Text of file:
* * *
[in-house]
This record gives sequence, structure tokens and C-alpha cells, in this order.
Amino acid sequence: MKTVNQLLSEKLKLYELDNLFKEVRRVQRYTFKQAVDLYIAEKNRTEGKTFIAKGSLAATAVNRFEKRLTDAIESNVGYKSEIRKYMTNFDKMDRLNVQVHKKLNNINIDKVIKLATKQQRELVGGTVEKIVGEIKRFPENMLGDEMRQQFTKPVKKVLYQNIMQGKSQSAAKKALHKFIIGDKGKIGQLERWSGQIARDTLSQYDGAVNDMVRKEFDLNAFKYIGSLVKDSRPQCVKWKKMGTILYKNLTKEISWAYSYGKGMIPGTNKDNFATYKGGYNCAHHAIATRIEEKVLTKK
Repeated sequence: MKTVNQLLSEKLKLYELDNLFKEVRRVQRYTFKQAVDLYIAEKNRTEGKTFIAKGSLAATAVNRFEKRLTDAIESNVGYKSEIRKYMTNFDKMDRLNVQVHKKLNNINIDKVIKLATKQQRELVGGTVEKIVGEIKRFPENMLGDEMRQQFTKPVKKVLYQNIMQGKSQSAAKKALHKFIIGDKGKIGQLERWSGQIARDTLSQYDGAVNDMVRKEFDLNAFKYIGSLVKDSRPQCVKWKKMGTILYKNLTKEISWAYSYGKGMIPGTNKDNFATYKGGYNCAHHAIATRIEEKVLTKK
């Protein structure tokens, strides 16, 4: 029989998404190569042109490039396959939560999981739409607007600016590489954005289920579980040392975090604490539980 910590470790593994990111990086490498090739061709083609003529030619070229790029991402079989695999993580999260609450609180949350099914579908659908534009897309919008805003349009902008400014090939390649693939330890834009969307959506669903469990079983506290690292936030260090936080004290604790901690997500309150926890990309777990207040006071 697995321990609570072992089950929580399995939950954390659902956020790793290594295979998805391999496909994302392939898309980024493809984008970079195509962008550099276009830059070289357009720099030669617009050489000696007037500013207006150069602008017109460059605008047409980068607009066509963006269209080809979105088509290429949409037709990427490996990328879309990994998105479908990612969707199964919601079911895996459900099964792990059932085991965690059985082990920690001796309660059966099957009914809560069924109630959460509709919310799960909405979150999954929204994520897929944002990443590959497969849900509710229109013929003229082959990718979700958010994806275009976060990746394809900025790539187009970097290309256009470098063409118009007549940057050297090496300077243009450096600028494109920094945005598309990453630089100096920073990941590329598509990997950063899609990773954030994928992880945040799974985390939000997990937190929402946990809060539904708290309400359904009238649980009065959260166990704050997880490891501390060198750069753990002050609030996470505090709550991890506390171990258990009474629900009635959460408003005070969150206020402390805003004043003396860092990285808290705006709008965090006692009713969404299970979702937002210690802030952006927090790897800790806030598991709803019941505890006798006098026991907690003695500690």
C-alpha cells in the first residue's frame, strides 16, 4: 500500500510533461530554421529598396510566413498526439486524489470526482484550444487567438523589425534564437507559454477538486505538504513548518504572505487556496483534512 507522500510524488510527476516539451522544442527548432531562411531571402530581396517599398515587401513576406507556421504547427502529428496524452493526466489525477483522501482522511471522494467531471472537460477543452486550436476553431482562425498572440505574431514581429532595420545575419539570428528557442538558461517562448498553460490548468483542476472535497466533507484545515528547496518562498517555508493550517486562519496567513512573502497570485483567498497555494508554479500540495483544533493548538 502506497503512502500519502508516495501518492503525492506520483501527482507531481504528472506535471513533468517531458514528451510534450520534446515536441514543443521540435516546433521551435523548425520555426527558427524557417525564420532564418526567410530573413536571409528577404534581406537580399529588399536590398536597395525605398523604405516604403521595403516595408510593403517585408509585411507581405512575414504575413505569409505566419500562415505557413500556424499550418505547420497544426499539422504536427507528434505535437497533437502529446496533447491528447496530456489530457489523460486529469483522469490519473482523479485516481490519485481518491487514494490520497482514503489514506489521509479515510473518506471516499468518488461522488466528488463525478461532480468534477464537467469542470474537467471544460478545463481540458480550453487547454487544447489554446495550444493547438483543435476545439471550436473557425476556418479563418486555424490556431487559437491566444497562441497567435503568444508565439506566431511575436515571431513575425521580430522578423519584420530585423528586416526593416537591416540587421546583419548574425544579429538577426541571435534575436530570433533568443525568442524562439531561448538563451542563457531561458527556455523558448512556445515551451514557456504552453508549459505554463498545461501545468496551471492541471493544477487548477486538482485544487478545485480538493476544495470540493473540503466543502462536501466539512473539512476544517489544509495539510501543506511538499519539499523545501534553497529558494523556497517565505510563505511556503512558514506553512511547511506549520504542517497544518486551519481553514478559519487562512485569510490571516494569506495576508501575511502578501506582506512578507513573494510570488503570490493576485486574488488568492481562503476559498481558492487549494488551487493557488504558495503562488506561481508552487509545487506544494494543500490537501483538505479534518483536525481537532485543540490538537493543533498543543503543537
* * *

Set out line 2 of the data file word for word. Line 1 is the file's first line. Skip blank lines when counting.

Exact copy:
This record gives sequence, structure tokens and C-alpha cells, in this order.